WASHINGTON—Today, a bipartisan, bicameral group of legislators sent a letter to Attorney General (AG) Loretta Lynch requesting Department of Justice (DOJ) memoranda on the use of geolocation and other surveillance technology. Over the past two years, lawmakers from both the House and Senate have repeatedly requested the Jones memos and have been denied.
Key excerpts from the letter:
“These requests noted congressional interest in reviewing how the Department has adjusted its policies to comply with recent Supreme Court decisions regarding the Fourth Amendment implications of using global positioning systems and searches of electronically stored information. …
“The Department of Justice should never, however, be in the position of relying on secret law to justify its investigative strategies. … ”
Earlier this year, House Oversight Chairman Jason Chaffetz and Ranking Member Elijah Cummings sent a letter to AG Lynch requesting the same documents as outlined in today’s letter. Citing “internal deliberations,” DOJ denied the request. Last Congress, Rep. Chaffetz and Senator Wyden initially requested the DOJ’s geolocation memoranda.
Full text of letter can be found here.
October 26, 2015
Dear Attorney General Lynch:
Over the past two years members of the House and Senate have repeatedly requested information related to the Department of Justice’s updated guidance for using geolocation and other surveillance technology. These requests noted congressional interest in reviewing how the Department has adjusted its policies to comply with recent Supreme Court decisions regarding the Fourth Amendment implications of using global positioning systems and searches of electronically stored information. Specifically, these requests asked for memoranda that were circulated to prosecutors and investigators in response to the Supreme Court decision in United States v. Jones.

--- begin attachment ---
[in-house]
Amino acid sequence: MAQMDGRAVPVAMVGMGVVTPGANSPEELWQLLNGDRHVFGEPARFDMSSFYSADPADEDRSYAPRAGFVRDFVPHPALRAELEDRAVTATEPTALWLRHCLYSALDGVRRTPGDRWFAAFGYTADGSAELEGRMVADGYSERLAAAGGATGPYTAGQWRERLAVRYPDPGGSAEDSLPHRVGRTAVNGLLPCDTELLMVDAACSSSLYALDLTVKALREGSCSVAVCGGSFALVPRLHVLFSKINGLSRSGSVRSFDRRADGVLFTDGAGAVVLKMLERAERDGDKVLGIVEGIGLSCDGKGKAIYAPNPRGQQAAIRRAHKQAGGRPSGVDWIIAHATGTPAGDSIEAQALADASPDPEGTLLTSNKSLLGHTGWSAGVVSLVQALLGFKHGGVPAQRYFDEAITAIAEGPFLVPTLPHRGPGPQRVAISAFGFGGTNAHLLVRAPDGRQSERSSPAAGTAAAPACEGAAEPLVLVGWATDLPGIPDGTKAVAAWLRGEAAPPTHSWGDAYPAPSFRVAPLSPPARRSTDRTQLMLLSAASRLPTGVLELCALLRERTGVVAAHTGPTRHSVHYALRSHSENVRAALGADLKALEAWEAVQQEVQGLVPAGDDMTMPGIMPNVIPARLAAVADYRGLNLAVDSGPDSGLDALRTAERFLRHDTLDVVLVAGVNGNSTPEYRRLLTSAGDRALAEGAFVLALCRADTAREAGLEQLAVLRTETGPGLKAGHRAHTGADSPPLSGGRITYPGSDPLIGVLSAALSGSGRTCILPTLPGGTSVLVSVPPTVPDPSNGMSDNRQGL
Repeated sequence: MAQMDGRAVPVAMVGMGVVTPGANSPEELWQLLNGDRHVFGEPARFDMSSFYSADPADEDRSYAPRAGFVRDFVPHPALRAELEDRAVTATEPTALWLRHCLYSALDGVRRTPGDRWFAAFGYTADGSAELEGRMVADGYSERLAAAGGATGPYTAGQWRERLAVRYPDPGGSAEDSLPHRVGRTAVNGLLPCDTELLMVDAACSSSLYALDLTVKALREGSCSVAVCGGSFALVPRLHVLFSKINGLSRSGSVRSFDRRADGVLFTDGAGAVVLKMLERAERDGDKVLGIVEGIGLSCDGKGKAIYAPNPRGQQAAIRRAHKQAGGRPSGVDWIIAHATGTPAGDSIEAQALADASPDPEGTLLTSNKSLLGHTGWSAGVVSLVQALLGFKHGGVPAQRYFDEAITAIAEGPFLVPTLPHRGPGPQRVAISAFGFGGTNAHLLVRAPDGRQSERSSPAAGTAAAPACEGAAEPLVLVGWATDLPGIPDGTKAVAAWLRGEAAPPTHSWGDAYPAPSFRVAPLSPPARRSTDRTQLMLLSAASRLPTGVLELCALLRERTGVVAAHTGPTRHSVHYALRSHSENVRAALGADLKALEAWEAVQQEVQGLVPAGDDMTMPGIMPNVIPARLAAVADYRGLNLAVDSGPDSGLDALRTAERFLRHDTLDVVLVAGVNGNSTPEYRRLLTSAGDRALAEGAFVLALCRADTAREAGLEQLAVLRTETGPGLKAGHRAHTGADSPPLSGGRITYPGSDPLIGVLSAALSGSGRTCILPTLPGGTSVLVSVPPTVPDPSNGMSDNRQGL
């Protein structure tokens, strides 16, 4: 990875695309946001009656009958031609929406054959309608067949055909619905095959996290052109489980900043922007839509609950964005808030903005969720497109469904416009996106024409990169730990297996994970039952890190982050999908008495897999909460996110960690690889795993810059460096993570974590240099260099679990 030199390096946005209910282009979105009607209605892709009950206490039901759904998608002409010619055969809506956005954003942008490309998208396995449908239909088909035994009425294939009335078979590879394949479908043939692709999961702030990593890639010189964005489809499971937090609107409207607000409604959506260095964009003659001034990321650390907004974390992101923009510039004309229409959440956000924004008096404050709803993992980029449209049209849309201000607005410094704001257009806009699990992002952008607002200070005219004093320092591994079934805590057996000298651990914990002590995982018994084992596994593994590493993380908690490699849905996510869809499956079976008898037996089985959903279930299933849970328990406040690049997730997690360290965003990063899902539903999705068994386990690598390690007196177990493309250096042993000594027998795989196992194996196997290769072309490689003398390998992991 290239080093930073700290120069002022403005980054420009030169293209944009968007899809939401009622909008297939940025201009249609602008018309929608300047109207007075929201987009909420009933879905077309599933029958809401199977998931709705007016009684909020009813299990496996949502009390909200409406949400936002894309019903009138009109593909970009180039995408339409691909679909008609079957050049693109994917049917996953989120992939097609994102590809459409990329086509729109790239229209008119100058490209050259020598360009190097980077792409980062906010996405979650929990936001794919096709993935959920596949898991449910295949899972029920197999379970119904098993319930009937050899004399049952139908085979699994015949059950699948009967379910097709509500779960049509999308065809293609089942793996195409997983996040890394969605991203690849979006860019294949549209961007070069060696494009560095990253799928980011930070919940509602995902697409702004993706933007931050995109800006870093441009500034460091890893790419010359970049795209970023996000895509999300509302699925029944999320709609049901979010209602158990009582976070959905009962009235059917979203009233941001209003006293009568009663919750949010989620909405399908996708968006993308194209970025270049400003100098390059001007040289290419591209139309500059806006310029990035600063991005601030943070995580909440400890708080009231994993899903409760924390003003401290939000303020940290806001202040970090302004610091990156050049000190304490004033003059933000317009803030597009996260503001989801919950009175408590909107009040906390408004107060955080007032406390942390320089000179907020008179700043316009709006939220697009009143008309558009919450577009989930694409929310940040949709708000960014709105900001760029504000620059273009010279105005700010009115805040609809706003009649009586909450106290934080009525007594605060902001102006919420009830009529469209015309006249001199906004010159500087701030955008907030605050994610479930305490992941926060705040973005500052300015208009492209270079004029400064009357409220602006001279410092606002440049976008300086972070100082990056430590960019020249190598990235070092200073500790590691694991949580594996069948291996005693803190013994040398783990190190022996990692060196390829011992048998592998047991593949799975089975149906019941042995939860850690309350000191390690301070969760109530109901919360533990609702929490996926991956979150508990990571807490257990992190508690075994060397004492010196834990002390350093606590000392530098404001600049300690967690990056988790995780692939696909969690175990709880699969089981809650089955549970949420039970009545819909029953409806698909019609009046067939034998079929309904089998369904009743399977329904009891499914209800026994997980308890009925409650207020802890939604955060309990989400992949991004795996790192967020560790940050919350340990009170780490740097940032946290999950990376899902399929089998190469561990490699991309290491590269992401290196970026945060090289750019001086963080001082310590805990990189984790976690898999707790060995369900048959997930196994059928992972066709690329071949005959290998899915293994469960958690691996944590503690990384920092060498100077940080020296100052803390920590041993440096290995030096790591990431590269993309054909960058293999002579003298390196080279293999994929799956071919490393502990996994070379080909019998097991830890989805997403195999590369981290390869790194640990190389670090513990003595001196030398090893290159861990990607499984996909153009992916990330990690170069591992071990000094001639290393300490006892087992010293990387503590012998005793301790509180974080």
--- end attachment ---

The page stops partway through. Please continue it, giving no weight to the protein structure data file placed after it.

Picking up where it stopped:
On September 9, 2015, the Department stated in a letter to the House Committee on Oversight and Government Reform that it will not provide these memoranda. Although the letter referenced “internal deliberative materials,” the prior requests did not seek deliberative materials. Instead, they sought to obtain the Department’s guidance to federal investigators and prosecutors about how to apply the law.
The response goes on to suggest that disclosing this guidance to Congress would permit investigative targets to escape detection. But on an issue that fundamentally affects Americans’ privacy, the government should not rely on secret interpretations of law.
We ask that you provide these memoranda by October 30, 2015. We recognize the Department’s interest in protecting certain details about ongoing investigations, and we are willing to engage in discussions about how to handle any materials that implicate specific investigations. The Department of Justice should never, however, be in the position of relying on secret law to justify its investigative strategies.
Thank you for your attention to this matter. We look forward to your prompt response.
Rep. Jason Chaffetz (R-UT) Senator Ron Wyden (D-OR)
Rep. Elijah Cummings (D-MD) Senator Mike Lee (R-UT)
Rep. Jim Sensenbrenner (R-WI) Senator Patrick Leahy (D-VT)
Rep. John Conyers (D-MI) Senator Tom Udall (D-NM)
Rep. Ted Poe (R-TX) Senator Martin Heinrich (D-NM)
Rep. Jared Polis (D-CO)